See how this explains what Barbara has to offer? That’s what you want. To cover all bases and market your own specialties, include two extra summary sections about technical highlights and professional affiliations. To maintain the same personality demonstrated on social media, play around with titles—like naming affiliations “Street Cred” to keep your style present.
If your industry is more lax or you feel bogged down by professional jargon, focus on light sentences that describe your relationship to a company (especially if you’re still employed there.) In Janine’s case, this could be describing her journey to Emoticast without a stone-cold expertise list.
I’m not afraid to color outside of the lines and I’m always ready for a new challenge. My career path is proof since I’ve popped around in a few administrative and operations roles that taught me everything from developing happy employees to managing nitty-gritty details of technical projects. By the time I joined Emoticast, I’d taught public yoga classes, mastered accounting, and managed C-Suite executives. Now, I’m bringing all those experiences together to help the world communicate with more emotion at Emoticast as the brains behind daily operations.
The Takeaway: You can be professional without being robotic, and you can tell people what you do without just listing responsibilities. Use your LinkedIn summary to tell others who you are and what career experiences made you that way. Include the highlights or standout skills, but save detailed technicalities for individual position sections.
3. Company Websites and Branded Materials
Depending on your company’s culture and public vibe, the website and any printed or official documents may be the most formal of these bios. The challenge here is sticking with your team’s tone, explaining what you do, and still standing out.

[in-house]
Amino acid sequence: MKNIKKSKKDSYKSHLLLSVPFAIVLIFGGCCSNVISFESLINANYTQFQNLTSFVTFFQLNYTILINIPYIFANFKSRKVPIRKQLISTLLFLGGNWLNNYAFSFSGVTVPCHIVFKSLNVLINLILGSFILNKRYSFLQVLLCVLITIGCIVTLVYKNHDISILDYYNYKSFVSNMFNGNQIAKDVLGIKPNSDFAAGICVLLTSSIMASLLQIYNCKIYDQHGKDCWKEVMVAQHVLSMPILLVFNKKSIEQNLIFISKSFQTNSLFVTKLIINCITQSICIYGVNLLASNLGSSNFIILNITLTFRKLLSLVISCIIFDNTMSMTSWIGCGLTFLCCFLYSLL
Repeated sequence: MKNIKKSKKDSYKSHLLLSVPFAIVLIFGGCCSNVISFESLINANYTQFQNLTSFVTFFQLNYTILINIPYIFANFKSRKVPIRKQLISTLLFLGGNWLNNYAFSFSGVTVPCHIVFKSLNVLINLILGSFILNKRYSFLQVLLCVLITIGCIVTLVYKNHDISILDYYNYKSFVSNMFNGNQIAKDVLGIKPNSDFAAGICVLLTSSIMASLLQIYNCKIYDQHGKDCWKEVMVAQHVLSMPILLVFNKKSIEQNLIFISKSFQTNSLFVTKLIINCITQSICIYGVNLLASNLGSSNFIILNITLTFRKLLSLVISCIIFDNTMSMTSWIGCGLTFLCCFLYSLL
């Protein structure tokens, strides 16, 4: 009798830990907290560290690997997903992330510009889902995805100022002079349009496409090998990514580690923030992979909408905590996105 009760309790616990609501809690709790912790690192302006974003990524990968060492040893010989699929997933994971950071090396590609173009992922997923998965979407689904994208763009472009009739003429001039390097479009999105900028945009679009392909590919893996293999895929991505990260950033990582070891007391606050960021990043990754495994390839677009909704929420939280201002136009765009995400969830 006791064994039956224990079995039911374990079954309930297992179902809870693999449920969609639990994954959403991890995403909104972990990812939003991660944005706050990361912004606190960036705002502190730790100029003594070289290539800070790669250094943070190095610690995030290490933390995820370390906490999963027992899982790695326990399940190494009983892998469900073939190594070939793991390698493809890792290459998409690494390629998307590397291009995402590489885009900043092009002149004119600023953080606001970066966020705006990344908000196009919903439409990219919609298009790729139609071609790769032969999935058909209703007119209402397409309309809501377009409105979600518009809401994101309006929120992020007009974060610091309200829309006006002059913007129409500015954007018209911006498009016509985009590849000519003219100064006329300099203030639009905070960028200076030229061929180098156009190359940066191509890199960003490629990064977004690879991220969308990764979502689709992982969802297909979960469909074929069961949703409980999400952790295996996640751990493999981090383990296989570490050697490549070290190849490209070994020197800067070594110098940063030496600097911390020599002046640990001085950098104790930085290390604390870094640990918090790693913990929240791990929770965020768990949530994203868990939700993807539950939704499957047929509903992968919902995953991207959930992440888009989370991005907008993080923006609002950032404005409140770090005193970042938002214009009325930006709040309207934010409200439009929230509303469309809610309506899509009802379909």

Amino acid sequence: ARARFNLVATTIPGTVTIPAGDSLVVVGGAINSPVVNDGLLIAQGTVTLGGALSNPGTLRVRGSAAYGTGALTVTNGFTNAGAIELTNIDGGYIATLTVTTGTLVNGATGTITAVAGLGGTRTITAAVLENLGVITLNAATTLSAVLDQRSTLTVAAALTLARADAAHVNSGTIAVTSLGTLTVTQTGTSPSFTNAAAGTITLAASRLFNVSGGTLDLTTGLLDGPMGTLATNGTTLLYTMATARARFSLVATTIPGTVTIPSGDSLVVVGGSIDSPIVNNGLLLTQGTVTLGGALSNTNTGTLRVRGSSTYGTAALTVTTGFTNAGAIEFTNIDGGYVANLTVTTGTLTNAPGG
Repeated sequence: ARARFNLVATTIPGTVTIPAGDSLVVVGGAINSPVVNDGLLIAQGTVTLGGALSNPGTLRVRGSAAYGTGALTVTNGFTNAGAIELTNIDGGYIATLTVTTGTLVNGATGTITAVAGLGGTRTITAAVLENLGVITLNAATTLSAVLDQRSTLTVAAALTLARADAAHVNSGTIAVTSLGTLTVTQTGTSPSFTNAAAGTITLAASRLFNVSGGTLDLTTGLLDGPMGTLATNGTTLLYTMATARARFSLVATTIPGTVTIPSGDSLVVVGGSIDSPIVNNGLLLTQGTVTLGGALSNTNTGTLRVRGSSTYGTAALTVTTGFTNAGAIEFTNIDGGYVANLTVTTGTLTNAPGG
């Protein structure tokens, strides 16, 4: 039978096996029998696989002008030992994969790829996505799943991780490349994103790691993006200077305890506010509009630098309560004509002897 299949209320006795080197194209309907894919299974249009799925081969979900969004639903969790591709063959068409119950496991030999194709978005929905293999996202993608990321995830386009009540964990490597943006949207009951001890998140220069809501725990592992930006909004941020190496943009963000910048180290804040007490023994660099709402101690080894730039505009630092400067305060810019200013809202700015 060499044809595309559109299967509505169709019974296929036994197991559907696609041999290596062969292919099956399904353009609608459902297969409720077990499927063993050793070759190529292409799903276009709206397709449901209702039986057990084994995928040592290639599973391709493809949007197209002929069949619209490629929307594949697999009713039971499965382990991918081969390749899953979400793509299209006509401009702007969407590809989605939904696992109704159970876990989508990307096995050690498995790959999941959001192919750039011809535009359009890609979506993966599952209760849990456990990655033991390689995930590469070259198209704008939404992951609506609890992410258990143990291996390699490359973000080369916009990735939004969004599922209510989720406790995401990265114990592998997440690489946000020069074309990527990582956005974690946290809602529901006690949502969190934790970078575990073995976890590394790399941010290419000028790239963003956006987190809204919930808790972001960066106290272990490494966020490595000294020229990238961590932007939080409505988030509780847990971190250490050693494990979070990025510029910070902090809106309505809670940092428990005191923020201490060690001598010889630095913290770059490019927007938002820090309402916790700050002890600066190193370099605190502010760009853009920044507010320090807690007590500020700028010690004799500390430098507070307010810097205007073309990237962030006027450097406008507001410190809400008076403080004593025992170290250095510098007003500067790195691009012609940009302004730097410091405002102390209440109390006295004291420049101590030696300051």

As an independent Ninja, Barbara’s message would be more consistent with a personal brand than a corporate image. Yet, she’d still need to check this for consistency, tone, and message clarity. To achieve this balance yourself, incorporate less of the personal details seen on Twitter and more of the professional services touched on through LinkedIn.
Administrative expertise runs through my veins since both of my parents were financial and operations professionals. After completing a degree in business administration and gaining more than 20 years of hands-on experience, I set out to follow in their footsteps by launching a virtual assistance and small business consulting practice. Now, I help companies in the Bay Area and beyond build out successful back offices and strategize team development.
Janine, on the other hand, would need to defer to the guidelines set by her company. A bio appearing on the Emoticast website would likely be in third person, include a title, and match the language of the site.
Executive Assistant & Coordinator Of Awesome. Janine hangs with the CEO and CCO to make sure they’ve got the p’s and q’s of projects, processes, and people sorted out. She also helps the entire team dream up cool ideas and put them into practice by arranging the right resources.
To do this for yourself, pull up official descriptions of your team and company. About Us pages and LinkedIn business profiles are good places to start. Read through the current text and look for a few hints. Is it traditional or does it go against typical business language? Does the company talk more about what they do than who they serve? These things will give you some hints about drafting your own company bio.
The Takeaway: You won’t always have control over how you’re presented and you may have to follow suit. Even if you’re given guidelines, write a bio that would make sense to anyone reading it without reverting to a string of empty phrases.
Is it unfair that Neil Armstrong could use the same bio for his Twitter, LinkedIn, and NASA profiles? Maybe a little. But with these examples, you can learn to tailor your own bio to every corner of the internet without totally starting over each time.
Give it a try and let us know how your online facelift turns out!